Also, there were distinctive differences between the tasks of nurses and practical nurses at the hospital. Practical nurses took the temperature of the patients at the morning, changed, washed, and made the beds of the patients. They also changed urinal catheters bags and kept tags on how many patients urinated during the day. Nurses were taking all the other vitals, treating patients with medications and fluids, and taking care of their wounds.
At the hospital I met some other Erasmus students. Two Italian doctors and two Norwegian nurses. We formed a group and spent a lot of time together. In the group there were also some Spanish with whom we got acquainted during our stay. We visited some tourist attractions and even traveled to visit other cities together. We had dinners and explored Spanish nightlife too. Overall, this was a great experience. I’m a little afraid to return to cold Finland.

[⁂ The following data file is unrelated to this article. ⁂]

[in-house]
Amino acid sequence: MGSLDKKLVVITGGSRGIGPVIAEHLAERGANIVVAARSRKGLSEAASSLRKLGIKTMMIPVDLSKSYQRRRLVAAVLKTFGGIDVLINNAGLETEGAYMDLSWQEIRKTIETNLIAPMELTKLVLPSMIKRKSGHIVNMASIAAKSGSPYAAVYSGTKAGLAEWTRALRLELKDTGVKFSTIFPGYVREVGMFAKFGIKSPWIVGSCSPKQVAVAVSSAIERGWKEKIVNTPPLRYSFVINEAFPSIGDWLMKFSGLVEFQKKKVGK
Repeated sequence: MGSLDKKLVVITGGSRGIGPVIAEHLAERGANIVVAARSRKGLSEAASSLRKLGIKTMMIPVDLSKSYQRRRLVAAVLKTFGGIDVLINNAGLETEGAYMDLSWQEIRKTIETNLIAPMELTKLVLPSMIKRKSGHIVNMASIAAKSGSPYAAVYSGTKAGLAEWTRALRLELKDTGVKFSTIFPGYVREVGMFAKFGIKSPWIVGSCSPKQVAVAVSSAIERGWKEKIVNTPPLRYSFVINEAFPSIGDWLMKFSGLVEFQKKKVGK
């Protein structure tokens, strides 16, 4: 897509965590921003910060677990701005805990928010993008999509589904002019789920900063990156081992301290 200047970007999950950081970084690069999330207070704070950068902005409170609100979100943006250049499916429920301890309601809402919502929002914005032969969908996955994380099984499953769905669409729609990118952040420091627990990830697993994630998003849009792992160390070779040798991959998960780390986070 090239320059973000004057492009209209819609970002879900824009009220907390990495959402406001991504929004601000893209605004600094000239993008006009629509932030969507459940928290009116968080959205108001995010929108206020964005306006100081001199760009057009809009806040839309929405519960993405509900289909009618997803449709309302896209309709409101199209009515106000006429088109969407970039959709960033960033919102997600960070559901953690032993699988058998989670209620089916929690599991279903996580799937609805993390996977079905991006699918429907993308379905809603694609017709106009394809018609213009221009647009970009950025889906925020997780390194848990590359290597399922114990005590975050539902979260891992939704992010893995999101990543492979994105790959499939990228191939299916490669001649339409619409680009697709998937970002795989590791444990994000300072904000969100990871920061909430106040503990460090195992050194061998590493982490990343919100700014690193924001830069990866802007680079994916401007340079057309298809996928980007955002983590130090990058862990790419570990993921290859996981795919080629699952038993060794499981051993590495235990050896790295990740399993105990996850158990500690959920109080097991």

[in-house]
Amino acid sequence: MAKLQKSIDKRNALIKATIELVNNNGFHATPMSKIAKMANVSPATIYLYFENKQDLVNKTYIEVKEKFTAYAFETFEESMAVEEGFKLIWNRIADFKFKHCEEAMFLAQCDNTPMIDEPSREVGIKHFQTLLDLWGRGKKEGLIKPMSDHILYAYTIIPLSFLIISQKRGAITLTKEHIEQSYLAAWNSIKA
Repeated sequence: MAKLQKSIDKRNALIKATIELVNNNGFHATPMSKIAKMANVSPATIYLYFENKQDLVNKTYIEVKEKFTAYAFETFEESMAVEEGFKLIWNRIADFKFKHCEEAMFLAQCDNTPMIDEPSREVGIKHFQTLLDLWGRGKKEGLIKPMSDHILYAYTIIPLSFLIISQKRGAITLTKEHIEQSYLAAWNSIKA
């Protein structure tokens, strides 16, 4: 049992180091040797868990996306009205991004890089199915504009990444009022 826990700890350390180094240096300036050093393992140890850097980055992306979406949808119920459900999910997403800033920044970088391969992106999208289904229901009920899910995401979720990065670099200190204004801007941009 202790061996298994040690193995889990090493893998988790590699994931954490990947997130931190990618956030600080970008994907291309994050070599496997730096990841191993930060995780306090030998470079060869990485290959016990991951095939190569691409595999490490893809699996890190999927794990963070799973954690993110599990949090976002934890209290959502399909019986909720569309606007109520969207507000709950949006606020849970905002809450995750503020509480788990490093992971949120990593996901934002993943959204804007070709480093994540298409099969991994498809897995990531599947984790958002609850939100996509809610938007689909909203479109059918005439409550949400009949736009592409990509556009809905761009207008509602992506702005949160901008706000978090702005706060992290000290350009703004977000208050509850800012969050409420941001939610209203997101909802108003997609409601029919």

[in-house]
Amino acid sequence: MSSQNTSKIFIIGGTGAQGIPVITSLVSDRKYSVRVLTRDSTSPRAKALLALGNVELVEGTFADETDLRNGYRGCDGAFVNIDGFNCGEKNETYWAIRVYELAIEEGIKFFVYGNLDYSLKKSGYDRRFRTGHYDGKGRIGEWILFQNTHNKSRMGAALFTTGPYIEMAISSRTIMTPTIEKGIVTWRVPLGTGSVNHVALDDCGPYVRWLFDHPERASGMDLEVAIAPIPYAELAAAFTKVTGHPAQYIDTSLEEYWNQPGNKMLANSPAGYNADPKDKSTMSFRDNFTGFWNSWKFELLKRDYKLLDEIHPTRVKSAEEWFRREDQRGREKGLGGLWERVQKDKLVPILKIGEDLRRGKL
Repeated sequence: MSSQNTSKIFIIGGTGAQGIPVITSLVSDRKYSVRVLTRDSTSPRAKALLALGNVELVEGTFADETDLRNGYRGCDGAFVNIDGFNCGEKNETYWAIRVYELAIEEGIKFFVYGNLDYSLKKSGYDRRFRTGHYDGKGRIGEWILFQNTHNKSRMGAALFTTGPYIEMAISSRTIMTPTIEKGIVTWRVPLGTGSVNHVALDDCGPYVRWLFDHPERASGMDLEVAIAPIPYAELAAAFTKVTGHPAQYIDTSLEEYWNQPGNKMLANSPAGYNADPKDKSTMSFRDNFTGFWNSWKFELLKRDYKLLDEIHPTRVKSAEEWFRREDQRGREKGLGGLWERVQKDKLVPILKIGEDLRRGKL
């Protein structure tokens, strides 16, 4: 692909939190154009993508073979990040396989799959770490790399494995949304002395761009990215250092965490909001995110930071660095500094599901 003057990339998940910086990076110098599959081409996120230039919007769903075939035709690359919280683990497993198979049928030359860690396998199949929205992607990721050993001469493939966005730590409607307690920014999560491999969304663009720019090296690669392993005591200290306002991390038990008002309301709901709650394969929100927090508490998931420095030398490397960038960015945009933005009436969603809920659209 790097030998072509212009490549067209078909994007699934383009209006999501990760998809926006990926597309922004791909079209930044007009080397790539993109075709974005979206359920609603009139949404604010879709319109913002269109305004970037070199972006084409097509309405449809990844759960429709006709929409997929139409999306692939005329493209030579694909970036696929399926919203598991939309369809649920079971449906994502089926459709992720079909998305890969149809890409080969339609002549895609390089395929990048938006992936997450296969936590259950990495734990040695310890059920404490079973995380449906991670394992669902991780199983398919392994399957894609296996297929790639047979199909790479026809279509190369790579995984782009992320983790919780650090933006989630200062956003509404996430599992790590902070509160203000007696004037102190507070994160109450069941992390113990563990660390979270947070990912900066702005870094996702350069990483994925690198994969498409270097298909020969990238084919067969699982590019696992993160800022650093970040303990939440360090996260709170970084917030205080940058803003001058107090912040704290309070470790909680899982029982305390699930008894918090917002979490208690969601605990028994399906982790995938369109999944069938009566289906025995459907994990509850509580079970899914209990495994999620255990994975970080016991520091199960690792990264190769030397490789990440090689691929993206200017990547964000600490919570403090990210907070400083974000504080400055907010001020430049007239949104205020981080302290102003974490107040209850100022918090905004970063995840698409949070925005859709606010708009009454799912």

The exchange is coming to an end and It’s time to pack my bags, visit school and meet my new friends for the last times and a perfect time to look back at what I have done with my time in here Salerno! I’m studying international business in Università degli studi di Salerno. I live close to Salerno in an area called Torrione. My apartment is located 20 minutes walking distance from Salerno center and my school is around 45 minute buss ride away from my home. There are two campuses for my University Baronissi and Fisciano. I only visited the Fisciano campus because I had no classes or activities in the other campus. When visiting the campus every student needs to have their own QR-code in order to enter school premises and of course greenpass. The Fisciano campus is huge and I did take around 20 minutes walking around before finding the right classes and offices the first time visiting. I came to my exchange alone and I have not met any Finnish students here yet, but I have met different people from different cultures and that has been very interesting and fun!